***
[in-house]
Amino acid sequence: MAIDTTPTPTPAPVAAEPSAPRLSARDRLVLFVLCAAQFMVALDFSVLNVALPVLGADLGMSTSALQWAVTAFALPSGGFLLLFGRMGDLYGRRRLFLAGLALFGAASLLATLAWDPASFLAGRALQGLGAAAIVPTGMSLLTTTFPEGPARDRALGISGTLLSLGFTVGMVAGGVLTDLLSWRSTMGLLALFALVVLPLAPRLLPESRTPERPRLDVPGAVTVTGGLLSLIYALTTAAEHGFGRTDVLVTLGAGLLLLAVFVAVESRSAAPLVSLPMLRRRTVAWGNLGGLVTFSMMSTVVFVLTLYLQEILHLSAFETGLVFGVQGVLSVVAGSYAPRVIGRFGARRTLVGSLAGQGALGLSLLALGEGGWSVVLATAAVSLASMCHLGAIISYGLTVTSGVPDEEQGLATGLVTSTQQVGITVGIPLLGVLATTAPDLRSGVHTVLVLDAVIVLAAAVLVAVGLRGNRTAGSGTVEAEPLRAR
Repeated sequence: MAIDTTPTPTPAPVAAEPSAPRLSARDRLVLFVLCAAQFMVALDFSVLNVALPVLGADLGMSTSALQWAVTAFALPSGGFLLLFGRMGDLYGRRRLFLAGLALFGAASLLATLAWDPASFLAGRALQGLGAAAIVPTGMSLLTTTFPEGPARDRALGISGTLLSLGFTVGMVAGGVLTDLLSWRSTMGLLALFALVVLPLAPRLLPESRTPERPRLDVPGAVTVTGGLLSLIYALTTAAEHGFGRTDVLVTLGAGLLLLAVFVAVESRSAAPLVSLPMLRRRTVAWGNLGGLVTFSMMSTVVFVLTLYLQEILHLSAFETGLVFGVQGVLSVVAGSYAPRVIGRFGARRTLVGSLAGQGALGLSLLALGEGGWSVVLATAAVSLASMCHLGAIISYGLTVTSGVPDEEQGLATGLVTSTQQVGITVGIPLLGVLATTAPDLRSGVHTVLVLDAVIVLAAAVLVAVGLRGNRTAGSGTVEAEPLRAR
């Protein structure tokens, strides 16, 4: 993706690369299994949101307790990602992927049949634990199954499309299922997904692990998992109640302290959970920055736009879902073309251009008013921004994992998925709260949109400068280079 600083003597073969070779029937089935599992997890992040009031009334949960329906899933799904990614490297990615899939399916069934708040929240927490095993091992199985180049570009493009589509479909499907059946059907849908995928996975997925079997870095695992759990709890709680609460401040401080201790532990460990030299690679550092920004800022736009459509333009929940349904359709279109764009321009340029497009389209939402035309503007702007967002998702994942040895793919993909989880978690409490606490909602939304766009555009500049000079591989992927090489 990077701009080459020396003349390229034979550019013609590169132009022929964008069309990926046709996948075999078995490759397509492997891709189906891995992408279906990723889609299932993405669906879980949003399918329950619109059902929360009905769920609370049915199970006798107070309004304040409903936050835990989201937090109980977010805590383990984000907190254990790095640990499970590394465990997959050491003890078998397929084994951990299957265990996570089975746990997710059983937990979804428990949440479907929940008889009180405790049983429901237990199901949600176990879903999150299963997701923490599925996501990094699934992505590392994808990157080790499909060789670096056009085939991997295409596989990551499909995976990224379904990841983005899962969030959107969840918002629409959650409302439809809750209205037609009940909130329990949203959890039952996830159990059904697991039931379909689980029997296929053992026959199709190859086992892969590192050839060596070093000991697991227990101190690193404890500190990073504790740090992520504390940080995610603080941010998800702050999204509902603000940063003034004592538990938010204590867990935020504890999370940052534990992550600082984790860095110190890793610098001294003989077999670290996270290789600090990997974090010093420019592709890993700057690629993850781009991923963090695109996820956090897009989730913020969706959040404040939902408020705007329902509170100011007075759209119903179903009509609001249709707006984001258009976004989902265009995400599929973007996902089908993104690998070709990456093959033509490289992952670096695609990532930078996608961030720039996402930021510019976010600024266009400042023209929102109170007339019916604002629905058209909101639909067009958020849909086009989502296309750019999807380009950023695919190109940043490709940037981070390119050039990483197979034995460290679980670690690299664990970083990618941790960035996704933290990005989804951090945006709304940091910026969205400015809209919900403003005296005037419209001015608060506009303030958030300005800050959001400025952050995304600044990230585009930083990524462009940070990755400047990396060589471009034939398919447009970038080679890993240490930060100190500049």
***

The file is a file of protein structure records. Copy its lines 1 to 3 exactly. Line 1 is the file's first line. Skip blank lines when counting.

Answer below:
[in-house]
Amino acid sequence: MAIDTTPTPTPAPVAAEPSAPRLSARDRLVLFVLCAAQFMVALDFSVLNVALPVLGADLGMSTSALQWAVTAFALPSGGFLLLFGRMGDLYGRRRLFLAGLALFGAASLLATLAWDPASFLAGRALQGLGAAAIVPTGMSLLTTTFPEGPARDRALGISGTLLSLGFTVGMVAGGVLTDLLSWRSTMGLLALFALVVLPLAPRLLPESRTPERPRLDVPGAVTVTGGLLSLIYALTTAAEHGFGRTDVLVTLGAGLLLLAVFVAVESRSAAPLVSLPMLRRRTVAWGNLGGLVTFSMMSTVVFVLTLYLQEILHLSAFETGLVFGVQGVLSVVAGSYAPRVIGRFGARRTLVGSLAGQGALGLSLLALGEGGWSVVLATAAVSLASMCHLGAIISYGLTVTSGVPDEEQGLATGLVTSTQQVGITVGIPLLGVLATTAPDLRSGVHTVLVLDAVIVLAAAVLVAVGLRGNRTAGSGTVEAEPLRAR
Repeated sequence: MAIDTTPTPTPAPVAAEPSAPRLSARDRLVLFVLCAAQFMVALDFSVLNVALPVLGADLGMSTSALQWAVTAFALPSGGFLLLFGRMGDLYGRRRLFLAGLALFGAASLLATLAWDPASFLAGRALQGLGAAAIVPTGMSLLTTTFPEGPARDRALGISGTLLSLGFTVGMVAGGVLTDLLSWRSTMGLLALFALVVLPLAPRLLPESRTPERPRLDVPGAVTVTGGLLSLIYALTTAAEHGFGRTDVLVTLGAGLLLLAVFVAVESRSAAPLVSLPMLRRRTVAWGNLGGLVTFSMMSTVVFVLTLYLQEILHLSAFETGLVFGVQGVLSVVAGSYAPRVIGRFGARRTLVGSLAGQGALGLSLLALGEGGWSVVLATAAVSLASMCHLGAIISYGLTVTSGVPDEEQGLATGLVTSTQQVGITVGIPLLGVLATTAPDLRSGVHTVLVLDAVIVLAAAVLVAVGLRGNRTAGSGTVEAEPLRAR